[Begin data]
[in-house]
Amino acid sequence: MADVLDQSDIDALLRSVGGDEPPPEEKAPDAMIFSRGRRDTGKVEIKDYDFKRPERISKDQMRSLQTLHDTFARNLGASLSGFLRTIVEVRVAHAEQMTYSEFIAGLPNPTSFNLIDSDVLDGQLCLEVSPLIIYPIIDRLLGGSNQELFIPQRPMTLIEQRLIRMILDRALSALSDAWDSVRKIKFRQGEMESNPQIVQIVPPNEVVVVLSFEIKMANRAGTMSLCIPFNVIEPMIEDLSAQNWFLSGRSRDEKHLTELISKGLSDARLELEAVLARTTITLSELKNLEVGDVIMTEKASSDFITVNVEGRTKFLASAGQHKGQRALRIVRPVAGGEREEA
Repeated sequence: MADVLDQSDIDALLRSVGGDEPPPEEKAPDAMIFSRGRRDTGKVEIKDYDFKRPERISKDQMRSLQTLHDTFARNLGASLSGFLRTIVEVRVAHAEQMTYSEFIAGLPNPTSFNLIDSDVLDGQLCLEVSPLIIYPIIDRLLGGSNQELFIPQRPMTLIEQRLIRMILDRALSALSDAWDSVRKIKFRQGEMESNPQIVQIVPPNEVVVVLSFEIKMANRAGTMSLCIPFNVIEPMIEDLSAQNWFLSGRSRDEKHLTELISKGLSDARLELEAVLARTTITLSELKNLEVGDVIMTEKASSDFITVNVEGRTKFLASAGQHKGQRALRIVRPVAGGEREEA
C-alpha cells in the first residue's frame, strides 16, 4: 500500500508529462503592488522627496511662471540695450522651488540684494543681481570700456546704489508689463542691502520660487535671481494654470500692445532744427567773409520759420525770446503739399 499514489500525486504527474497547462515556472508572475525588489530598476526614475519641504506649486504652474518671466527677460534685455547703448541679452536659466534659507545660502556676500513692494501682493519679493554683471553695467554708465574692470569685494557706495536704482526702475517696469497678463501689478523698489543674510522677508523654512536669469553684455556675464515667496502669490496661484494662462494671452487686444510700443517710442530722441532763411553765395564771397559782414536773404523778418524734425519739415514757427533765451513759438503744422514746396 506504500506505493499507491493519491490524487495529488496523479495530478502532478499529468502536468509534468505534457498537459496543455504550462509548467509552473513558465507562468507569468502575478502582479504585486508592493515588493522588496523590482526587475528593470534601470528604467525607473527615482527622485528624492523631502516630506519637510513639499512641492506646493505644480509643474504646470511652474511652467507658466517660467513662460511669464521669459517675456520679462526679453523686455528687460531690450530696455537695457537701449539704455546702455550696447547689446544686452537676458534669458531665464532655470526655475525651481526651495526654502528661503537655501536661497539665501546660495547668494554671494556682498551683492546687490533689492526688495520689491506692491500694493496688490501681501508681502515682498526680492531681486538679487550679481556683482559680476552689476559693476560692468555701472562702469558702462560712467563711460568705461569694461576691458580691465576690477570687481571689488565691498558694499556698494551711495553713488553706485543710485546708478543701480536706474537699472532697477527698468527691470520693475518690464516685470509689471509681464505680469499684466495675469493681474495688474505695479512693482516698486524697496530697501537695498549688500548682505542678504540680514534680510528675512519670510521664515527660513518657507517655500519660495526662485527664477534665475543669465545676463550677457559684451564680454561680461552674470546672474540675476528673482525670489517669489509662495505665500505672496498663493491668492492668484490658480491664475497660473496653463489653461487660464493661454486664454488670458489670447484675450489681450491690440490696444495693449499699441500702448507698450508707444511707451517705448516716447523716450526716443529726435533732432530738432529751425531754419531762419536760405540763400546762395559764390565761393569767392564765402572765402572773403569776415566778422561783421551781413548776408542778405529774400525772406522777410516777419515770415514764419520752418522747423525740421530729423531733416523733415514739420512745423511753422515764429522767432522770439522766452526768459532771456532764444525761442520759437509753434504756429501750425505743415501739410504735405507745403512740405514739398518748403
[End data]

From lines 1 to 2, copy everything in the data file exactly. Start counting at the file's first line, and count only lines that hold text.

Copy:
[in-house]
Amino acid sequence: MADVLDQSDIDALLRSVGGDEPPPEEKAPDAMIFSRGRRDTGKVEIKDYDFKRPERISKDQMRSLQTLHDTFARNLGASLSGFLRTIVEVRVAHAEQMTYSEFIAGLPNPTSFNLIDSDVLDGQLCLEVSPLIIYPIIDRLLGGSNQELFIPQRPMTLIEQRLIRMILDRALSALSDAWDSVRKIKFRQGEMESNPQIVQIVPPNEVVVVLSFEIKMANRAGTMSLCIPFNVIEPMIEDLSAQNWFLSGRSRDEKHLTELISKGLSDARLELEAVLARTTITLSELKNLEVGDVIMTEKASSDFITVNVEGRTKFLASAGQHKGQRALRIVRPVAGGEREEA